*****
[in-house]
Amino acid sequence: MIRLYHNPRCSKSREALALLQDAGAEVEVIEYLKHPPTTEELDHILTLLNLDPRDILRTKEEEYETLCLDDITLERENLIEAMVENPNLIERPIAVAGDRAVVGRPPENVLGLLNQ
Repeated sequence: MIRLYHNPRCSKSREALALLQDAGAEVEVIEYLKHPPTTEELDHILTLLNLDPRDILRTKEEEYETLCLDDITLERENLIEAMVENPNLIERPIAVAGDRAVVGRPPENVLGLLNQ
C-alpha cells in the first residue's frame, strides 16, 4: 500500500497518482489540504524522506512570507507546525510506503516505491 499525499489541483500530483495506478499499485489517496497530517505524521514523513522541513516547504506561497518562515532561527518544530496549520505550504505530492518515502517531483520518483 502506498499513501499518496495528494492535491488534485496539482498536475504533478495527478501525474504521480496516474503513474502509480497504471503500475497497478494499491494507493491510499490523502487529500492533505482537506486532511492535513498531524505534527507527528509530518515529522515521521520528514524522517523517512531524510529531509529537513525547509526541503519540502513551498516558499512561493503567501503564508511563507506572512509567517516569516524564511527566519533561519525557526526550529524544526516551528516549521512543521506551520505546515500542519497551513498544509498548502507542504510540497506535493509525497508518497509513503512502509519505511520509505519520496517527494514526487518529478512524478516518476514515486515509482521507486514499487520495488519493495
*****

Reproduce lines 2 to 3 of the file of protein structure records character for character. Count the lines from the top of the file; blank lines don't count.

Amino acid sequence: MIRLYHNPRCSKSREALALLQDAGAEVEVIEYLKHPPTTEELDHILTLLNLDPRDILRTKEEEYETLCLDDITLERENLIEAMVENPNLIERPIAVAGDRAVVGRPPENVLGLLNQ
Repeated sequence: MIRLYHNPRCSKSREALALLQDAGAEVEVIEYLKHPPTTEELDHILTLLNLDPRDILRTKEEEYETLCLDDITLERENLIEAMVENPNLIERPIAVAGDRAVVGRPPENVLGLLNQ